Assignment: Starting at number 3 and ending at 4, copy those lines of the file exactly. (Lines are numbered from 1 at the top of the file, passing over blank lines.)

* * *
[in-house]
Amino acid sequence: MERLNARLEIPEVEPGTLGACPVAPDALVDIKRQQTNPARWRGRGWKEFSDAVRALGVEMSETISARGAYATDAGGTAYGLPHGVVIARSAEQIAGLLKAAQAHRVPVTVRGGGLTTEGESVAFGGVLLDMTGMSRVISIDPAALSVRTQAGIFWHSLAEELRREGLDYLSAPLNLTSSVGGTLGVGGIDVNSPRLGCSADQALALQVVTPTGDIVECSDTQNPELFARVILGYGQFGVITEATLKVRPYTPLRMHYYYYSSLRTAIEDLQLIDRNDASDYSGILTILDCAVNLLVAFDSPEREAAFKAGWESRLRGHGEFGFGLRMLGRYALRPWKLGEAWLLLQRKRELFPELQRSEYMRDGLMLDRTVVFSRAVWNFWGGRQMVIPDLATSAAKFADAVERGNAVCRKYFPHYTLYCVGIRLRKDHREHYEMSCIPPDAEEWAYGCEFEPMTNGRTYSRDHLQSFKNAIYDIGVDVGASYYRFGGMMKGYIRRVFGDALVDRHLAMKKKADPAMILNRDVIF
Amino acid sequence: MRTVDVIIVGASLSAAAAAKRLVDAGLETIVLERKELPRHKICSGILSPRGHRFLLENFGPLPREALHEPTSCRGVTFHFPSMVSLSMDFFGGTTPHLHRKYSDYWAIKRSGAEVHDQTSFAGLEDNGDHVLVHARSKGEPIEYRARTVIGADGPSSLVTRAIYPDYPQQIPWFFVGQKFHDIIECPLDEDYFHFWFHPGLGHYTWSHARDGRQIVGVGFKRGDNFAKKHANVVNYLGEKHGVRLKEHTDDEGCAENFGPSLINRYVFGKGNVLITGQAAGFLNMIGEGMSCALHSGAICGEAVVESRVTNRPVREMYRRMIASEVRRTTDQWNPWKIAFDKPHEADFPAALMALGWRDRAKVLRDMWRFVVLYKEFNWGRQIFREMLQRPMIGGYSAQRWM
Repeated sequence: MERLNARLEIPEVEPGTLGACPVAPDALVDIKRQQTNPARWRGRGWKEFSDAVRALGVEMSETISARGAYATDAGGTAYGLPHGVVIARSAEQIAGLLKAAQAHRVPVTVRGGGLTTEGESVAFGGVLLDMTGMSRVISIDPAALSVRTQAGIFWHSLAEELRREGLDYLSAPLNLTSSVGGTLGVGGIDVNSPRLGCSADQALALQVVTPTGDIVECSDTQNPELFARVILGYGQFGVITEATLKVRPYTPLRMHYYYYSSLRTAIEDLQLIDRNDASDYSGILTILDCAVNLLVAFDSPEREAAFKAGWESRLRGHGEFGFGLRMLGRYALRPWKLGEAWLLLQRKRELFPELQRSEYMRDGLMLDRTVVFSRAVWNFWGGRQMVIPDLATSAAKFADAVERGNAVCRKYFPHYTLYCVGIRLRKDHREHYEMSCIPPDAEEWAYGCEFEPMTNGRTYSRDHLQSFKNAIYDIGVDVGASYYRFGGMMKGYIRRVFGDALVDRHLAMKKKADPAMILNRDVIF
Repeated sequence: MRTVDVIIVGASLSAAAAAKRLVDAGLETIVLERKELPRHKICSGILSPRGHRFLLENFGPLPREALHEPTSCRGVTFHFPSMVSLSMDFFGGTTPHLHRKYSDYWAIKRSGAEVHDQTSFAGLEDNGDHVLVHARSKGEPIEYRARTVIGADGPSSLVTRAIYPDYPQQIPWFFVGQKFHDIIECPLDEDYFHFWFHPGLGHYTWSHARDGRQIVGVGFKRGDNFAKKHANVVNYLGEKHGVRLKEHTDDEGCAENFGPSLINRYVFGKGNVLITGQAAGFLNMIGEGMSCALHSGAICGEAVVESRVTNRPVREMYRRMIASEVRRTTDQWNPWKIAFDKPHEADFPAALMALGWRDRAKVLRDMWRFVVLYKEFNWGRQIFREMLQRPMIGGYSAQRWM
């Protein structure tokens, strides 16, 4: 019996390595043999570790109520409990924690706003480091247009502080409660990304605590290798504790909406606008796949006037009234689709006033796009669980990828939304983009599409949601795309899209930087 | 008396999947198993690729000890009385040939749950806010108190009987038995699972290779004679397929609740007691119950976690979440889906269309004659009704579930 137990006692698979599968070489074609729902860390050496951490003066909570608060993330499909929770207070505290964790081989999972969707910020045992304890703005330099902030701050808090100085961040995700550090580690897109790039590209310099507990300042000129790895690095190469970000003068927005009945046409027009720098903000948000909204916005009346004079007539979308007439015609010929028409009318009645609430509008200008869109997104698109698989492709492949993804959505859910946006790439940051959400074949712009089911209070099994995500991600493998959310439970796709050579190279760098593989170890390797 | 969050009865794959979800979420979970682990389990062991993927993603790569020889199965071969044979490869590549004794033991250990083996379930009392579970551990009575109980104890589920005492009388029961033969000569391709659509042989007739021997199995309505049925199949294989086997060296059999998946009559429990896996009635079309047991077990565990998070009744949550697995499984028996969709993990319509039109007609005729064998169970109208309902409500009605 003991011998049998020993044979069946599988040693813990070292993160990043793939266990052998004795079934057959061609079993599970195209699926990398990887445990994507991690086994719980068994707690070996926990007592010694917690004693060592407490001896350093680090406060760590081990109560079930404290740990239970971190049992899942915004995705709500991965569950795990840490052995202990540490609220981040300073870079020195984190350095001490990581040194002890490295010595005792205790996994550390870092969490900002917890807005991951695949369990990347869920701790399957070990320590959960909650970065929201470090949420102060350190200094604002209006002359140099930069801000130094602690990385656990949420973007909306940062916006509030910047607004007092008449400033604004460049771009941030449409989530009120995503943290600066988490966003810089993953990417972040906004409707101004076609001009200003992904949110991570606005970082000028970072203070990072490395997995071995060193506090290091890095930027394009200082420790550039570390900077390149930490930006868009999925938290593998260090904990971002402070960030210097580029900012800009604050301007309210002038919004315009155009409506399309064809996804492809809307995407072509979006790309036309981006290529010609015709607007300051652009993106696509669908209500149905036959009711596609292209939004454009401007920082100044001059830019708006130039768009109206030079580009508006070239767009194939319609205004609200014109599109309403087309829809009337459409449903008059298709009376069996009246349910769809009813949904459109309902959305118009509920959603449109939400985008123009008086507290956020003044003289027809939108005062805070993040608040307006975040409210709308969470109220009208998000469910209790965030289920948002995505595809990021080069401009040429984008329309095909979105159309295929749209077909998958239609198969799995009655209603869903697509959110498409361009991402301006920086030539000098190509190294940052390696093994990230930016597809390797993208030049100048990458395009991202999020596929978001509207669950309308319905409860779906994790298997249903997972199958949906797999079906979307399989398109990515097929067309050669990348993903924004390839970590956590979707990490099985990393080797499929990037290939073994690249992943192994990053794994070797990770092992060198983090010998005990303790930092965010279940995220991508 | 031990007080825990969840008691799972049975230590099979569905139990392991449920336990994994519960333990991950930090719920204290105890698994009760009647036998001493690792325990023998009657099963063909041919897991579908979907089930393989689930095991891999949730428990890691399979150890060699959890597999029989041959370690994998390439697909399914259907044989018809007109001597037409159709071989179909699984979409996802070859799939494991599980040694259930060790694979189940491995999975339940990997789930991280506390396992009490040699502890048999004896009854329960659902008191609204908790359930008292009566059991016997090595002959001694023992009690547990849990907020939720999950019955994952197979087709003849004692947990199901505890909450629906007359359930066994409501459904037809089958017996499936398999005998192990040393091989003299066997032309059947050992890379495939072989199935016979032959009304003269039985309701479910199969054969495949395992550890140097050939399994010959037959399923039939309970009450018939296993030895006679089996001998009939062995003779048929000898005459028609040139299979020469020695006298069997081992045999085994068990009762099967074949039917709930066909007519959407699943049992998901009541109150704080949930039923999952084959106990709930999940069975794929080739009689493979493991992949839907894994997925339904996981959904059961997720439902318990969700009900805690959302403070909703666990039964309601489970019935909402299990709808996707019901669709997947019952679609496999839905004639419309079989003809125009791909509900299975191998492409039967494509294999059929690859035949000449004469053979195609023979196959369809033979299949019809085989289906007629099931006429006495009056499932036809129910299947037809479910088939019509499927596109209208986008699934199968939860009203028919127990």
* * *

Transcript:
Amino acid sequence: MRTVDVIIVGASLSAAAAAKRLVDAGLETIVLERKELPRHKICSGILSPRGHRFLLENFGPLPREALHEPTSCRGVTFHFPSMVSLSMDFFGGTTPHLHRKYSDYWAIKRSGAEVHDQTSFAGLEDNGDHVLVHARSKGEPIEYRARTVIGADGPSSLVTRAIYPDYPQQIPWFFVGQKFHDIIECPLDEDYFHFWFHPGLGHYTWSHARDGRQIVGVGFKRGDNFAKKHANVVNYLGEKHGVRLKEHTDDEGCAENFGPSLINRYVFGKGNVLITGQAAGFLNMIGEGMSCALHSGAICGEAVVESRVTNRPVREMYRRMIASEVRRTTDQWNPWKIAFDKPHEADFPAALMALGWRDRAKVLRDMWRFVVLYKEFNWGRQIFREMLQRPMIGGYSAQRWM
Repeated sequence: MERLNARLEIPEVEPGTLGACPVAPDALVDIKRQQTNPARWRGRGWKEFSDAVRALGVEMSETISARGAYATDAGGTAYGLPHGVVIARSAEQIAGLLKAAQAHRVPVTVRGGGLTTEGESVAFGGVLLDMTGMSRVISIDPAALSVRTQAGIFWHSLAEELRREGLDYLSAPLNLTSSVGGTLGVGGIDVNSPRLGCSADQALALQVVTPTGDIVECSDTQNPELFARVILGYGQFGVITEATLKVRPYTPLRMHYYYYSSLRTAIEDLQLIDRNDASDYSGILTILDCAVNLLVAFDSPEREAAFKAGWESRLRGHGEFGFGLRMLGRYALRPWKLGEAWLLLQRKRELFPELQRSEYMRDGLMLDRTVVFSRAVWNFWGGRQMVIPDLATSAAKFADAVERGNAVCRKYFPHYTLYCVGIRLRKDHREHYEMSCIPPDAEEWAYGCEFEPMTNGRTYSRDHLQSFKNAIYDIGVDVGASYYRFGGMMKGYIRRVFGDALVDRHLAMKKKADPAMILNRDVIF